The Hydra is a serpent that snakes across an immense amount of the night sky and is recognized by almost every culture that gazes towards the heavens in hope of finding something else to be interested in.
The Hydra is an interesting constellation with a great deal of interesting information that will be shared, hoping to bring knowledge to those who seek it.
Hydra Constellation Facts, Myth, Location and Stars
The Hydra is an immense spatial constellation that is well-known across the globe.
It is made up of a great number of stars and spans a huge area of the sky as the serpent that all the other constellations are in fear of.
Hydra Constellation Size
The Hydra is the very largest of all the constellations found in the night sky.
It is so large that it covers much of the Northern and the Southern Hemispheres.
In fact, the Hydra is known as an equatorial constellation as it resides in the sky above the global equator and stays fairly still for a great portion of the year.
Hydra comes in at a massive 1303 square degrees which is equivalent to 3.16% of the nighttime sky.
Clearly the biggest thing up there.
It contains seven named stars as well as 13 stars that have known planets around them and contains 32 Exoplanets and a total of 276 stars, though the main body is only considered containing 19 stars.
The constellation originates near the constellation Cancer, where it’s head lies, and it terminates the tail right between Centarus and Libra.
A massive expanse of the sky indeed.
Hydra Constellation Myth
This constellation is said to represent the Greek myth of the 12 miracles of Hercules.
The Hydra was told to have 9 heads, eight of which would grow back if they were severed and one that was supposedly immortal.
Hercules had to use great strength and skill in order to slay this beast and help to free the adjacent town from the reign of terror it caused.
Hercules was said to have taken fire to each of the necks when they were vulnerable and then cauterized the wound so that another head would not be able to grow back and continue to attack.
Hercules eventually bested the creature and became well known for it as the hero that the landed had been missing.
Hydra Constellation Location
The Serpent is an equatorial constellation, meaning that is finds its way along the Earth’s equator and be seen almost anywhere on Earth from different angles and viewpoints.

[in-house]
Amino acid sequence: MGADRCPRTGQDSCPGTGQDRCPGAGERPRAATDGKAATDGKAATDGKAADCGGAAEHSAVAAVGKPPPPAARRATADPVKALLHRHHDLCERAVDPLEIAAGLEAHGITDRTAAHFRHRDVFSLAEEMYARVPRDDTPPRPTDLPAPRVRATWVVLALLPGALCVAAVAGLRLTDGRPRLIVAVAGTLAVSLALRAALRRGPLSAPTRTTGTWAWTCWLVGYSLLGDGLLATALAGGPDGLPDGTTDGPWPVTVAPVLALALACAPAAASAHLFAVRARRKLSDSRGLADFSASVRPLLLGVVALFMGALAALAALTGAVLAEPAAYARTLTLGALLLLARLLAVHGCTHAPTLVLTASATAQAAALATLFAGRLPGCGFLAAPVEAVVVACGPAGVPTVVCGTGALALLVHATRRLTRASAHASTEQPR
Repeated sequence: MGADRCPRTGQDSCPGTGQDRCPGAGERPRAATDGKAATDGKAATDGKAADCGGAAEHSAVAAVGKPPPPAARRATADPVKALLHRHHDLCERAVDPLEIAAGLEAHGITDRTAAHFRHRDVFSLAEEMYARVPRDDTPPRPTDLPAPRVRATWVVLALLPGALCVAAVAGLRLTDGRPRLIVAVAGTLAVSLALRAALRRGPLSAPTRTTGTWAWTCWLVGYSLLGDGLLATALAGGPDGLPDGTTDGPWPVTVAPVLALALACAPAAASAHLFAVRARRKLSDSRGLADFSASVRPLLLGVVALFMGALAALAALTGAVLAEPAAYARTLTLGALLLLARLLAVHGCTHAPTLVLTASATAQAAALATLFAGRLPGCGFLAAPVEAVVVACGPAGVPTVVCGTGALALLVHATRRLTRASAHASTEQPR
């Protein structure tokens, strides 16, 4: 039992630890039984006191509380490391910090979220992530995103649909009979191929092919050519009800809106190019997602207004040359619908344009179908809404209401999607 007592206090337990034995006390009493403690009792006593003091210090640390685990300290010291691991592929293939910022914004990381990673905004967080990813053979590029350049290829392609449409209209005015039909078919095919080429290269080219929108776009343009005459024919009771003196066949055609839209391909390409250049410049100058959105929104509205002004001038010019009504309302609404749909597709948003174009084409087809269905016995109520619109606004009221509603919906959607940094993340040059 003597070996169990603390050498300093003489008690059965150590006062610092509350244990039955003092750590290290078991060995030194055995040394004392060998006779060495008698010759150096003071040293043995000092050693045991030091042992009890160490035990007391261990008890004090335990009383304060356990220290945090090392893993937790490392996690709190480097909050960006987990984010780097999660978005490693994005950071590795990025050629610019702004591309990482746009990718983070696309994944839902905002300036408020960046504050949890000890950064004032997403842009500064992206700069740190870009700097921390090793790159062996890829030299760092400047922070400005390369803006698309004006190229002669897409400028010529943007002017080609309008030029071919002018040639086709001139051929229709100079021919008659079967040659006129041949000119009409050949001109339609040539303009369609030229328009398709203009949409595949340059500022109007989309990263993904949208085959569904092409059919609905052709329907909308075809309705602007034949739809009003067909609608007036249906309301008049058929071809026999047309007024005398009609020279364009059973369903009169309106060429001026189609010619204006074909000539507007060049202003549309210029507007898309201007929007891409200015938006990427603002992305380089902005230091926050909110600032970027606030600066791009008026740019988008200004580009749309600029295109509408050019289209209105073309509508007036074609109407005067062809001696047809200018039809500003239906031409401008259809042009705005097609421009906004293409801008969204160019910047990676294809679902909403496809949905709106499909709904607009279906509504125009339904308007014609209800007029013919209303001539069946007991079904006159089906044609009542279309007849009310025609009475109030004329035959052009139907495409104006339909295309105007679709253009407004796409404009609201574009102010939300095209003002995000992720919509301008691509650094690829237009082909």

It is also one of the 88 Modern constellations and is recognized to be located mostly in the SQ2 quadrant of the southern hemisphere.
It can be found to be seen between 54 degrees positive and 83 degrees negative.
It is considered elliptical and is not one of the constellations considered a part of the zodiac group.
Hydra Constellation Group
The Hydra does conform to the group known as the Hercules group of constellations of which there are 18 other constellations.
These constellations represent the 12 Miracles or Labors of Hercules grouped with others like the Hercules constellation as well Canis Major and the Corvus constellation.
It is a group that is filled with those Herculean constellations named originally by the ancient Greeks, who favored mythology and their gods.
Deep Space Objects Contained Within Hydra Constellation
The Hydra constellation contains an amazing number of deep-space bodies within its boundaries.
It contains three Messier bodies, M48, M68, and M83. M83 is also known as the Southern Pinwheel Galaxy.
There is also the Hydra Star Cluster, a dense mass in the universe and the Porpoise galaxy, named for the brilliant sea creatures.
There is also a nebula that is known as the Ghost of Jupiter or by some Jupiter’s Ghost which is a planetary Nebula discovered fairly early on in the history of astronomy in February 1785.
This is considered a magellic type irregular galaxy and is one of the oldest known to have been recorded.
On top of this there is the evidence of the constellation being associated with 6 of the known supernovas that occurred within the Milky Way galaxy.
These are the supernovas classified by the numbers 1923A, 1945B, 1950B, 1957D, 1968L, and 1983N.
Proof of the changes and living nature of the galaxy.
Stars that Associate with the Hydra
The constellation is a part of the 19 constellations in the Hercules group of constellations.
That means that it is grouped in with the Hercules constellation, the dragon and others to form the largest grouping of constellations in the sky.
It is not a zodiac constellation, though some Hercules constellations are found to have been grouped into two different groups.
The Chinese group this constellation in with one they have named the Vermillion Bird or one known as the Azure dragon and the nineteen stars that make it up are part of others in differing studies of the sky.
There are two predictable meteor showers that occur with an origin point that looks to be in the constellation.
The first is the Alpha Hydrids shower that comes in January and lasts from the 15th through the 30th of the month, approximately.
The other meteor shower is called the Sigma Hydrids shower and this occurs every year in the month of December, lasting from the 5th through the 15th of the month.
These are similar showers, and they occur fairly near each other.
If there aren’t too many lights around your house you may be able to see the showers with a clear sky and a good line of the visible sky.
The Hydra’s Tail-end
The Hydra is a fascinating constellation that spans a huge part of the nighttime sky.
Fitting that it snakes across the sky since it is also known as the water serpent.
This constellation is so complex and associated with many other known stars, which is fitting since it is the largest constellation that we ever will see in the sky, the largest of the 88 modern constellations as we understand them.
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